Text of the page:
It was much warmer this morning. In fact, it was hot and uncomfortably humid. Keith came over to look at my flat and say hello to my host before we headed out for a wander around town. For the first time since I arrived it was warm enough to eat outdoors and we had a lovely lunch 6FDF9988-3DE8-4EA3-83CF-B3FB174ADACBoverlooking the harbour, watching the boats going by. We walked up the coast to Dunollie castle, stepping in the footsteps of Turner, Walter Scott, Mendelssohn and Wordsworth. The main tower has a commanding view over the whole bay and adjacent islands. Once completely ivy covered the gardeners were hard at work to rid the stonework of this invasive vine.

The location of the castle has been occupied for over 1000 years. The family moved into a ‘modern’ house in the 1740s and there was an interesting collection of kitchen equipment dating for over a century. I recognized many items from my own childhood!

A willow garden, a fairy garden and a display of ‘Viking’ sculpture added to the interest, and a working loom had been 8F0BDA3C-CAFD-4BFE-B725-6CFB74837005restored and was creating family tartan fabric. We had tea and cakes at the tea shop before heading back into town to collect our bags and board the 3:55 ferry. Keith worked out that he hadn’t been on a 046F18FF-F855-4C6C-A718-7046E0A908B9ferry since a trip to Calais when he was 21. The sun was out and the visibility was superb. The clarity of light, the expansiveness and the bare ness of the landscape reminded Keith of New Mexico. I had recently had a conversation with someone about how these remote Scottish islands have become my substitute for the desert scenery I have reveled in for many years. There are even ghost towns in Mull that are, of course, high on my ‘must see’  list. We had on the deck and I enjoyed a beer brewed in a Mull brewery commemorating the sinking of a galleon from the Spanish Armada that sunk in Tobermory bay!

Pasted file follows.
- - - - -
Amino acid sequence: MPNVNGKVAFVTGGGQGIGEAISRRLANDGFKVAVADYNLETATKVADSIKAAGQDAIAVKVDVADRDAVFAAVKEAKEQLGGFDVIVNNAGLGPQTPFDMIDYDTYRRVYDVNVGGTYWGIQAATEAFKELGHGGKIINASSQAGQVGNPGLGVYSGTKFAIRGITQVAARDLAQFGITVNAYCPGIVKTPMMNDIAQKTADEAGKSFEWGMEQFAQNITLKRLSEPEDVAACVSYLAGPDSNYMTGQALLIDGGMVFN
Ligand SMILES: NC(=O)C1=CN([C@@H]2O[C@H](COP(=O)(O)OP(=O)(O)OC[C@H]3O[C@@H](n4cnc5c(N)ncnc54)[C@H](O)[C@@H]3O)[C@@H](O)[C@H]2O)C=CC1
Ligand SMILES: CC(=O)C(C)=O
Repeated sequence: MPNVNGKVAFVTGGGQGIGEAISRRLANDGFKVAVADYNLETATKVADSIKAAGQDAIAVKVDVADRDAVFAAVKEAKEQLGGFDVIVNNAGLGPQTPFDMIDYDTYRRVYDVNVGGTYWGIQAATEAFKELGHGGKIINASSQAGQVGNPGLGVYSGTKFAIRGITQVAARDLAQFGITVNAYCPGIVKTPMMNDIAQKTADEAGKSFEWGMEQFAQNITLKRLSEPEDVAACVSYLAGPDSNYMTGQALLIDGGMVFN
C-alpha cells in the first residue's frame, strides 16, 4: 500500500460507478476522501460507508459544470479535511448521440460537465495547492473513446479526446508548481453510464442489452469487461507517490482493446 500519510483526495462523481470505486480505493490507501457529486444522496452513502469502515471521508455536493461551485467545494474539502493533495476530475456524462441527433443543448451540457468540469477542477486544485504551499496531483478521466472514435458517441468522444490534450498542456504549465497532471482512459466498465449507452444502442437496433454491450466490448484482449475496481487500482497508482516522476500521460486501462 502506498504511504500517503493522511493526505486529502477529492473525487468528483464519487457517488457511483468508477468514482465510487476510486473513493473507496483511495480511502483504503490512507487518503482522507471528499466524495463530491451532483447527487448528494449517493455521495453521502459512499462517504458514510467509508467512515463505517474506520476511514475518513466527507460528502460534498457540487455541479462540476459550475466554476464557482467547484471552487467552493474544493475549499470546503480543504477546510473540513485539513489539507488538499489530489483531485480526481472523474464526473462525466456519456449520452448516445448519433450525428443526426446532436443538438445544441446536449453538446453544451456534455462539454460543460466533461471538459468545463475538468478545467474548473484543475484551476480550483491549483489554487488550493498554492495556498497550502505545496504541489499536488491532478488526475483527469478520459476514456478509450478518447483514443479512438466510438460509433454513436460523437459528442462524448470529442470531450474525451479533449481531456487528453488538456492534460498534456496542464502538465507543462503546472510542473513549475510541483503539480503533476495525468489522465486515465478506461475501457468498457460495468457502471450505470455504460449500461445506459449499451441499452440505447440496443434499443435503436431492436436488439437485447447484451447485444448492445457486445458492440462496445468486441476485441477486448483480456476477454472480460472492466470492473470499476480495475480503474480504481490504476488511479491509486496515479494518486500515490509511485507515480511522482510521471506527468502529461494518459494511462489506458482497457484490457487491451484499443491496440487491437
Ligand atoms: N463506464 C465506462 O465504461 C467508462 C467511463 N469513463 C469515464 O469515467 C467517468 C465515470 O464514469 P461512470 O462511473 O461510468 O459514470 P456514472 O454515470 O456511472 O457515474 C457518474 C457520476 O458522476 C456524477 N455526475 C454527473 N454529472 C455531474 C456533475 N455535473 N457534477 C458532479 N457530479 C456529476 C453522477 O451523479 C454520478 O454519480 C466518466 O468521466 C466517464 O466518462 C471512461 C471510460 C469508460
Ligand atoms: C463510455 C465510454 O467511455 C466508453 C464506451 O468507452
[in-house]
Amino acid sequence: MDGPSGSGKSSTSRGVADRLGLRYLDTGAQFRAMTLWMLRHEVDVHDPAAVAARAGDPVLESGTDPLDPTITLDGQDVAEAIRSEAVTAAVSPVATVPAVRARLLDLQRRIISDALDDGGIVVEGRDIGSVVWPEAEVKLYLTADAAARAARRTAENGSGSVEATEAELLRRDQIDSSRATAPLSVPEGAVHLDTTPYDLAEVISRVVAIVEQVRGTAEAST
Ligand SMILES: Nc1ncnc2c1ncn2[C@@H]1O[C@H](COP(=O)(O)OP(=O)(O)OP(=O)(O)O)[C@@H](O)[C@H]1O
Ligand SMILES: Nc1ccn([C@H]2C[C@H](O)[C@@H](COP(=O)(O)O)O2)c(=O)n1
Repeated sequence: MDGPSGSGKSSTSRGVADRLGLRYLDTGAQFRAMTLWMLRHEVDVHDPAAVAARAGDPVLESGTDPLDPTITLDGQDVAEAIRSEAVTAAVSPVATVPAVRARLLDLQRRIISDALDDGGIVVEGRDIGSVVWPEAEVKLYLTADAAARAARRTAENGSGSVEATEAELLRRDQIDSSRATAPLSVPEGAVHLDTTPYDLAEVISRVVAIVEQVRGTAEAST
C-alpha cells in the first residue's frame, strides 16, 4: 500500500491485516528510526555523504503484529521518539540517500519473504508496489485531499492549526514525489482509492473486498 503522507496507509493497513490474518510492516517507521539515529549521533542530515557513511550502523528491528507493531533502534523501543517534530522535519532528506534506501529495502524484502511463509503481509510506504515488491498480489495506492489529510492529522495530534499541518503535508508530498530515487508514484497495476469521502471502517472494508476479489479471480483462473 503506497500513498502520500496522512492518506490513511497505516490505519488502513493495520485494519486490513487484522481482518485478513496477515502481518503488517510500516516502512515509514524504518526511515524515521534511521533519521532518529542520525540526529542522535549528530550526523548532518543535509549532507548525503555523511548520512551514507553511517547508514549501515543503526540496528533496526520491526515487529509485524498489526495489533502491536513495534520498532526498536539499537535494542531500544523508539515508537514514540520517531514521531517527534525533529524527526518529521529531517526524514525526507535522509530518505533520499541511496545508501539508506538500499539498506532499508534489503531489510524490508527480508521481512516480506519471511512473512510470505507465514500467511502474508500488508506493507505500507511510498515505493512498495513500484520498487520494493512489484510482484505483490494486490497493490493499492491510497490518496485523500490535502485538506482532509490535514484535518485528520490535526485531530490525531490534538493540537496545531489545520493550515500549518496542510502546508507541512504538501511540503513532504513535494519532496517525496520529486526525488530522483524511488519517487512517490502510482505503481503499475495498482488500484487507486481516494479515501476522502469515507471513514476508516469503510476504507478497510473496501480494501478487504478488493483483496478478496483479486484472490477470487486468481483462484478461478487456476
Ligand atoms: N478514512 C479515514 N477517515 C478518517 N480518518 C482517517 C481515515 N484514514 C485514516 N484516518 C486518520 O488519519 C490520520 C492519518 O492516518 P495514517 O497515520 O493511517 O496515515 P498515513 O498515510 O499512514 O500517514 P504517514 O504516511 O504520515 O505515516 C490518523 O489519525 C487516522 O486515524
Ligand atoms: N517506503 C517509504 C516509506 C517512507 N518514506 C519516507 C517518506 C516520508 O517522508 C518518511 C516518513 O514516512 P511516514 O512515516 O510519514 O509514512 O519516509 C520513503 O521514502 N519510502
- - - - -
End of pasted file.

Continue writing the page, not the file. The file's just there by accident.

We walked the 15 minutes to the Mull hotel and spa which is in a wonderful location just along the coat from the ferry terminal at Craignure. It’s an ugly building, probably built in the 1960s, but the quirky things about the facilities and the service had me more amused than upset. We walked down to the ocean where Keith soon made friends with a 8A5990F2-2754-415B-821F-79380C87AC2Bdoggy eager to ‘go fetch’ and I wandered off to take photos of ruined boats. What else?! We had dinner in the restaurant with a view all the way back to the mainland and we both selected seafood which seemed to be the only possibility in

these surroundings. During dinner we planned our itinerary for tomorrow while commenting on the fact that we seemed to be the youngest people in the restaurant, which was very busy with a large tour group. After dinner I wandered along the shore alone for a while watching the moon rise.